Go to:
The Palm Beach Post
historic palm beach logo

Marker to honor historic Okeechobee battle site

This weekend “marks” a milestone for one of our more outlying but historically rich areas: Okeechobee County. At 11 a.m. Saturday, at the reenactment of the historic Battle of Okeechobee, a marker will be dedicated at its new spot at a new state park.

The 1837 skirmish on the north shore of the big lake is approaching its 175th anniversary.

The battle, on Christmas Day 1837, was the biggest and bloodiest fight of the Second Seminole War, one of America’s most controversial, and mostly forgotten.

At an expanse of sawgrass, chest-high water and muck, Gen. Zachary Taylor — later president — led about 1,000 U.S. soldiers and Missouri volunteers who routed several hundred Seminoles.

The new park is itself a stunning victory for forces who for decades fought to protect the site from encroaching development.

In 2006, as part of the $3 billion Florida Forever program, the state agreed to buy 145 of the 211 acres at the battlefield, which the National Trust for Historic Places had listed as one of America’s 11 most endangered historic sites.

Officials said it likely would have ended up as townhomes.

Plans include a small museum that will describe the battle and house artifacts found at the site.

While the site will host this weekend’s reenactment, it’s not yet open as a park. No structures have been built yet.

The Second Seminole War, 1835 to 1842, was the longest and most expensive the white man waged against American Indians and draws parallels to Vietnam.

Soldiers were sent far away to an inhospitable swamp to fight locals familiar with the territory, and it was a war of attrition in which three died of disease for every one killed in battle.

After the war, the Seminoles were scattered, with about 600 shipped west as part of the “Trail of Tears” and the rest vanishing into the Everglades. In 1939, West Palm Beach and Fort Pierce chapters of the Daughters of the American Revolution erected a roadside marker (above) along U.S. 441 near the battlefield. In November 2011, the marker was moved to the new park site.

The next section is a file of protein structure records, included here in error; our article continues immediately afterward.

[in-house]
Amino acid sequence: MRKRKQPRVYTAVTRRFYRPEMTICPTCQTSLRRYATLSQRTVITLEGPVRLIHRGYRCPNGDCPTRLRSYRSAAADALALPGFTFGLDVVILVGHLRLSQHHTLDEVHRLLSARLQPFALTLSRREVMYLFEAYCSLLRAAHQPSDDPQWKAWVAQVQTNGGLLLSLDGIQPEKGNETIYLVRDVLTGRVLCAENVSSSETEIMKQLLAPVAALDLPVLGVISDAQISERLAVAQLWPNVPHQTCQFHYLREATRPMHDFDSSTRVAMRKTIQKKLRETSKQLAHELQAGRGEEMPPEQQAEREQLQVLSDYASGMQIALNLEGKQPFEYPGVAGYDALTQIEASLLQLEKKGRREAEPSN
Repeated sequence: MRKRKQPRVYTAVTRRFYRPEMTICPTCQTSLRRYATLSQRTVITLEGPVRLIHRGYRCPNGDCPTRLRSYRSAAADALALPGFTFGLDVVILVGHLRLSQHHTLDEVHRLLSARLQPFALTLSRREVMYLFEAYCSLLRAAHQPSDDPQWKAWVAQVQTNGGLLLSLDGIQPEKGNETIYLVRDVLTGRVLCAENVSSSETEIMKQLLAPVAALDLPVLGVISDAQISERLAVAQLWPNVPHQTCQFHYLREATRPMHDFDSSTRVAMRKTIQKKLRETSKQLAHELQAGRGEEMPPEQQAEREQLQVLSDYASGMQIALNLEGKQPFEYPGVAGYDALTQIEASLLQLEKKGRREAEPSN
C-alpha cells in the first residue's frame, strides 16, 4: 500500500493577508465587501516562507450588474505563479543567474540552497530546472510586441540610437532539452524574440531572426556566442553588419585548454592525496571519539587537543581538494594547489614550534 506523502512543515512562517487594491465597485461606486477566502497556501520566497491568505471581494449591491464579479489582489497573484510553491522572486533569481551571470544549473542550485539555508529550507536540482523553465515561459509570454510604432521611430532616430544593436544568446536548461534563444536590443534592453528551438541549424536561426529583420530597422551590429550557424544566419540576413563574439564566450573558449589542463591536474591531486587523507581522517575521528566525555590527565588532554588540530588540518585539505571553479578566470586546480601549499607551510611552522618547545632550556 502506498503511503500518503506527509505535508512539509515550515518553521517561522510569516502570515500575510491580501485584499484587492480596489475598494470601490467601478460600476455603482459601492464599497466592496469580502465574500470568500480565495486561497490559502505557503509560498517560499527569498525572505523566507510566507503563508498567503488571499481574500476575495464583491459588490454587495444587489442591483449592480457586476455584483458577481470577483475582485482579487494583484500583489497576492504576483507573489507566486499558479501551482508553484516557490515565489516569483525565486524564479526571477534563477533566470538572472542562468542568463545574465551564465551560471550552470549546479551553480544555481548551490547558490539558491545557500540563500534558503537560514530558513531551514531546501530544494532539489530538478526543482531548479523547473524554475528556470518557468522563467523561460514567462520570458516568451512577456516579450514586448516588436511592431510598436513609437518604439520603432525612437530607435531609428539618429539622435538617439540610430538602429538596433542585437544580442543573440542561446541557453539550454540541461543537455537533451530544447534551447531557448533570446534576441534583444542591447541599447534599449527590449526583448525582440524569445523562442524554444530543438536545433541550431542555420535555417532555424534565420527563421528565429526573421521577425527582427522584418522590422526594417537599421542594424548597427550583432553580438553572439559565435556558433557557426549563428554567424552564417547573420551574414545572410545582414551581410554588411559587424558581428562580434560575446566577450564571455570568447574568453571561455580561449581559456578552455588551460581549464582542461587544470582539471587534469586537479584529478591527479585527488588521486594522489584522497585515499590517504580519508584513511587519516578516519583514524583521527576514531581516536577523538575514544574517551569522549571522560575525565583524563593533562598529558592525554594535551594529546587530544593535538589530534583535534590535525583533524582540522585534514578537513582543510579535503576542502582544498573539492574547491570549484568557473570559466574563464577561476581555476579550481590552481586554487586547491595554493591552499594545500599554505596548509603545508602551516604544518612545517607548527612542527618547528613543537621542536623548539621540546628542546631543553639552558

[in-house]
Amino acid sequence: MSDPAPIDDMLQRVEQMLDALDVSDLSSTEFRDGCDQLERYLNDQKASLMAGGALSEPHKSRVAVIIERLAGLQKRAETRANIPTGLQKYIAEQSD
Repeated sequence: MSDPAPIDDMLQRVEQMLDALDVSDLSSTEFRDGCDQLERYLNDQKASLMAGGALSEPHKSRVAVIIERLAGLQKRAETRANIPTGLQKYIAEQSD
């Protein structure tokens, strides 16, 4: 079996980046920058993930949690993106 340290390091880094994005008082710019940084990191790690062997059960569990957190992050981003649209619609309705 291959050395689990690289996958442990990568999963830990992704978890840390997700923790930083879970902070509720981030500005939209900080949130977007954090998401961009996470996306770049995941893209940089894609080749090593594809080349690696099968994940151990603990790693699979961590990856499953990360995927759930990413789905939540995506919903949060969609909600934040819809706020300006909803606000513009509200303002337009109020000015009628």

The Battle of Okeechobee State Park site is at 3500 S.E. 38th Ave. in Okeechobee.


Willard Steele, playing the part of Gen. Zachary Taylor who fought in the Seminole War at Okeechobee, sets up the Missouri Volunteer Flag at the battle site south of Okeechobee. (1987 Palm Beach Post staff file photo)

Tags: , , ,

Posted in Eliot Kleinberg February 2, 2012 at 1:40 pm.

Add a comment

No Replies

Feel free to leave a reply using the form below!


Leave a Reply

We'd like your thoughts on this story. I appreciate your willingness to share them. At PalmBeachPost.com, we want to avoid comments that are obscene, hateful, racist or otherwise inappropriate. If you post offensive comments, we will delete them as soon as we can. If you see such comments, please report them to us by clicking this link.

Tim Burke, Executive Editor, The Palm Beach Post.


© Copyright 2014 The Palm Beach Post. All rights reserved. By using PalmBeachPost.com, you accept the terms of our visitor agreement. Please read it.
Contact PalmBeachPost.com | Privacy Policy